Sunday, February 19, 2023

Stuart Smith: The Basics of the Treaty

Waitangi Day has been and gone with much ink spilled over what it means for present-day New Zealand, and where we go from here.

The Treaty was drafted in English and translated into Maori and, while there are disputes about the meanings of different terms, there is no compelling evidence that the Treaty said anything more, or indeed less, than the three articles below:

1) The Chiefs of the Confederation of the United Tribes of New Zealand and the separate and independent Chiefs who have not become members of the Confederation cede to Her Majesty the Queen of England absolutely and without reservation all the rights and powers of Sovereignty which the said Confederation or Individual Chiefs respectively exercise or possess or may be supposed to exercise or to possess over their respective Territories as the sole sovereigns thereof.

2) Her Majesty the Queen of England confirms and guarantees to the Chiefs and Tribes of New Zealand and to the respective families and individuals thereof the full exclusive and undisturbed possession of their Lands and Estates Forests Fisheries and other properties which they may collectively or individually possess so long as it is their wish and desire to retain the same in their possession, but the Chiefs of the United Tribes and the individual Chiefs yield to Her Majesty the exclusive right of Pre-emption over such lands as the proprietors thereof may be disposed to alienate at such prices as may be agreed upon between the respective Proprietors and persons appointed by Her Majesty to treat with them in that behalf.

3) In consideration, thereof Her Majesty the Queen of England extends to the Natives of New Zealand Her royal protection and imparts to them all the Rights and Privileges of British Subjects.

In Te Tiriti, the Maori translation, several keywords were used in the translation for clarity. For instance:

In article 1: Kawanatanga which means complete sovereignty over the land: the Chiefs ceded sovereignty to the Crown.

In article 2: Tino rangatiratanga – whilst there is no unique English translation it was used to establish the property rights of the Chiefs over their lands and estates, forests, fisheries and other properties. It also clearly spelled out that they, the Chiefs, have the right to sell their land exclusively to the Crown.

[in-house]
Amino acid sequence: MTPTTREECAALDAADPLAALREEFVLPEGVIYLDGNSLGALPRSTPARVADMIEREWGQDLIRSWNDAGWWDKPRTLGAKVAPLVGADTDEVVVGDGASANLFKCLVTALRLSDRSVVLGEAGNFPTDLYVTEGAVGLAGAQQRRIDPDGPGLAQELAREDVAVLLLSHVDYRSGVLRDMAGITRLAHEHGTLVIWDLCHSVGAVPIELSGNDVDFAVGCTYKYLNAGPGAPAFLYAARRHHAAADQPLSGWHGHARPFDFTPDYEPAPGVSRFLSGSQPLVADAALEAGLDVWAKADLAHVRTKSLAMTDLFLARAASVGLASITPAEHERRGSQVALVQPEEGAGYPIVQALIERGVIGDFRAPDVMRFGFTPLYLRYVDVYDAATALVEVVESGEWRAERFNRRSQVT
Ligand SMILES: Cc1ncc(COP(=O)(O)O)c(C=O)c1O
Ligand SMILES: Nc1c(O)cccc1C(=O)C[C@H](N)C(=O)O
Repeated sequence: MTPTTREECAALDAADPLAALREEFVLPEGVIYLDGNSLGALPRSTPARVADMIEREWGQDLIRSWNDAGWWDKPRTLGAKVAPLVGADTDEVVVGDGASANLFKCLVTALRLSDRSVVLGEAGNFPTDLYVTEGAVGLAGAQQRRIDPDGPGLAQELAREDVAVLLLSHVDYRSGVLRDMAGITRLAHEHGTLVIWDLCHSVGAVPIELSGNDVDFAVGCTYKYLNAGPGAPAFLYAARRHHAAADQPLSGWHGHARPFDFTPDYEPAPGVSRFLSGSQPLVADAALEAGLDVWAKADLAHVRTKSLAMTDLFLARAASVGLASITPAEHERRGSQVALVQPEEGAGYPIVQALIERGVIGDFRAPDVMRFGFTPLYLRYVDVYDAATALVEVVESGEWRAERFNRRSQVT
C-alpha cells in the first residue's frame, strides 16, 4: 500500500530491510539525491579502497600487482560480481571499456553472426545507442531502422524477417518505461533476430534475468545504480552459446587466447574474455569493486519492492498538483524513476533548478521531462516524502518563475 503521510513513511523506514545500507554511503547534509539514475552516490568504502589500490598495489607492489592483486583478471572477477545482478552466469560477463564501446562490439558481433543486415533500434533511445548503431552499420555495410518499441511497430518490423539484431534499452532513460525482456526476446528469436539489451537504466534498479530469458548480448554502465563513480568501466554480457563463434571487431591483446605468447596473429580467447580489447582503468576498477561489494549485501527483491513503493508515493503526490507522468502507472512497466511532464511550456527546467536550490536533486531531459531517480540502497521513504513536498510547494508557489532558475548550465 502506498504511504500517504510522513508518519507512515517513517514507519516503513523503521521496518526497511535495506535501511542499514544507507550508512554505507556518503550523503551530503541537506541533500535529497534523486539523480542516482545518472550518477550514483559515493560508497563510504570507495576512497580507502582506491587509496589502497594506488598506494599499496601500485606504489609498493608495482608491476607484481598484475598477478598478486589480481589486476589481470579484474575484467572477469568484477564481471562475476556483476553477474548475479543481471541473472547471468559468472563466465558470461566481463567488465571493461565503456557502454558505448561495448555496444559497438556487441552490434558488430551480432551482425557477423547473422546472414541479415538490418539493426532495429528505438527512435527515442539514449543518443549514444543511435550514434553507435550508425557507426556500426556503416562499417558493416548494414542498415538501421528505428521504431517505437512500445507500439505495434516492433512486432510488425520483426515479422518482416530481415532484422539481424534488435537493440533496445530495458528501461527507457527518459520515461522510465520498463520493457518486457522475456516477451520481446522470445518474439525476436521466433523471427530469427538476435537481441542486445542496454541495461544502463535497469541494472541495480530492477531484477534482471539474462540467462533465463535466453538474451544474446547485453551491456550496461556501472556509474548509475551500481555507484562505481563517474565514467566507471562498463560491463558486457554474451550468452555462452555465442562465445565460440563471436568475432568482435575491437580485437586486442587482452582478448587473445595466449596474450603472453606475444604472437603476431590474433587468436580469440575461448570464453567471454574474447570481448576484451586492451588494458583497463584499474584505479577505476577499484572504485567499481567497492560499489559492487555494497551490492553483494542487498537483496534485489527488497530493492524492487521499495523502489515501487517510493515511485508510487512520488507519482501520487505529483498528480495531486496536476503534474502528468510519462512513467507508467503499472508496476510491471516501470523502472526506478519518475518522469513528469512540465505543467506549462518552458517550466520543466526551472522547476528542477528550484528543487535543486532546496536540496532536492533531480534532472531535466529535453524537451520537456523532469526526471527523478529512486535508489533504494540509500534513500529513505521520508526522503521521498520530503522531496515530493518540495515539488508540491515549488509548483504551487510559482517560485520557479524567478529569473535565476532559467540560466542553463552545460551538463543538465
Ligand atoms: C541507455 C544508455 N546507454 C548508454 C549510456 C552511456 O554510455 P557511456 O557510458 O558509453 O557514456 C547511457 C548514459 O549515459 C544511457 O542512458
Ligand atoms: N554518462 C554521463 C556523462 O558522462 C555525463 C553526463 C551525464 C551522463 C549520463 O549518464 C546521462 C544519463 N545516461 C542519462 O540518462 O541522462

In article 3: Tikanga Katoa translates to customs and beliefs, but in this context, it specifies that Maori would have the same rights and privileges as British subjects.

You can be forgiven for wondering how anyone can believe that the Chiefs did not cede sovereignty when it is clear in any translation that they did.

The ‘principles’ of the Treaty are referred to in legislation and often quoted in various forms in the media. But interestingly, if you conduct a word search of the Treaty document there is no mention of ‘principles’ anywhere in the Treaty.

If principles were intended to be included in the Treaty, they would have been clearly spelled out. But they were not.

The Treaty is also referred to as a ‘partnership’ between Maori and the Crown.

This reference to partnership arose from the Lands Case 1987, where Maori interests argued that there should be fiduciary duties, like those imposed on Trustees (ie duties to act fairly and honestly with the beneficiaries).

The court, however, saw the duties as more ‘akin’ to those owed by members of a partnership (ie partners are required to act honestly and show fairness and good faith to each other). ‘Akin’ means similar to but different from. The judgment does not say that the Treaty creates a partnership. It is hard to reconcile how a treaty with Maori, who ceded complete sovereignty to the Crown, could be interpreted as a partnership.

Unfortunately, historical revisionists perceive the Treaty as an empty vessel that they can fill with their own view of how New Zealand should be.

The Treaty document is a relatively simple but important one, and while it is a crucial founding document, it is not the means to cure all ills. There were breaches of the Treaty, and they are being addressed via the settlement process. We must continue this.

It is very important that we all know and understand the Treaty.

We should wary of those who wish to rewrite history because if they succeed they will divide New Zealand.

And surely, that is the last thing we want to happen…

Stuart Smith is a N Z National Party politician who has been a member of the House of Representatives for the Kaikōura electorate since 2014. This article was first published HERE


Alan G said...

Good article Stuart. So does this represent your personal opinion or 'set in stone' National Party policy?

Will National commit to:
1. Properly defining the Treaty as what it originally meant,
2. Forcing the Waitangi Tribunal to come into line with the truth,
3. Sacking activist judges who twist the law to suit their own agenda,
4. Re-writing any legislation that incorporates a partnership concept that goes outside the original intent,
5. Stopping the ridiculous National Curriculum refresh, making it about education rather than indoctrination.